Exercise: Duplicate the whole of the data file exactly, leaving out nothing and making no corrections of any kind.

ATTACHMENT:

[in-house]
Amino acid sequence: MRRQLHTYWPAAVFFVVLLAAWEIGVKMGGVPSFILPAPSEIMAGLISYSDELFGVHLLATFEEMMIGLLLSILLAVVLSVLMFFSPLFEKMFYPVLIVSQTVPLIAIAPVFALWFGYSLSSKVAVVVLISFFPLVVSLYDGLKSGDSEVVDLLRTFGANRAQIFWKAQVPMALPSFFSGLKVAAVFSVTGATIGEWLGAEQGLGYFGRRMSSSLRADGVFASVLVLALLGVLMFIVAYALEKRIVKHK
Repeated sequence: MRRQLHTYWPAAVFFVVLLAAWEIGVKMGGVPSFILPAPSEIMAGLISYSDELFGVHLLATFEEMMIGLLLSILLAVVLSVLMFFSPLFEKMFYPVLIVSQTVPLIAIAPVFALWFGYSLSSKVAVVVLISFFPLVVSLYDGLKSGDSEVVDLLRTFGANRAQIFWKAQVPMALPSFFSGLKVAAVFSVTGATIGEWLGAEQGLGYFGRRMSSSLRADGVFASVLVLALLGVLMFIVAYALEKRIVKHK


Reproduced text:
[in-house]
Amino acid sequence: MRRQLHTYWPAAVFFVVLLAAWEIGVKMGGVPSFILPAPSEIMAGLISYSDELFGVHLLATFEEMMIGLLLSILLAVVLSVLMFFSPLFEKMFYPVLIVSQTVPLIAIAPVFALWFGYSLSSKVAVVVLISFFPLVVSLYDGLKSGDSEVVDLLRTFGANRAQIFWKAQVPMALPSFFSGLKVAAVFSVTGATIGEWLGAEQGLGYFGRRMSSSLRADGVFASVLVLALLGVLMFIVAYALEKRIVKHK
Repeated sequence: MRRQLHTYWPAAVFFVVLLAAWEIGVKMGGVPSFILPAPSEIMAGLISYSDELFGVHLLATFEEMMIGLLLSILLAVVLSVLMFFSPLFEKMFYPVLIVSQTVPLIAIAPVFALWFGYSLSSKVAVVVLISFFPLVVSLYDGLKSGDSEVVDLLRTFGANRAQIFWKAQVPMALPSFFSGLKVAAVFSVTGATIGEWLGAEQGLGYFGRRMSSSLRADGVFASVLVLALLGVLMFIVAYALEKRIVKHK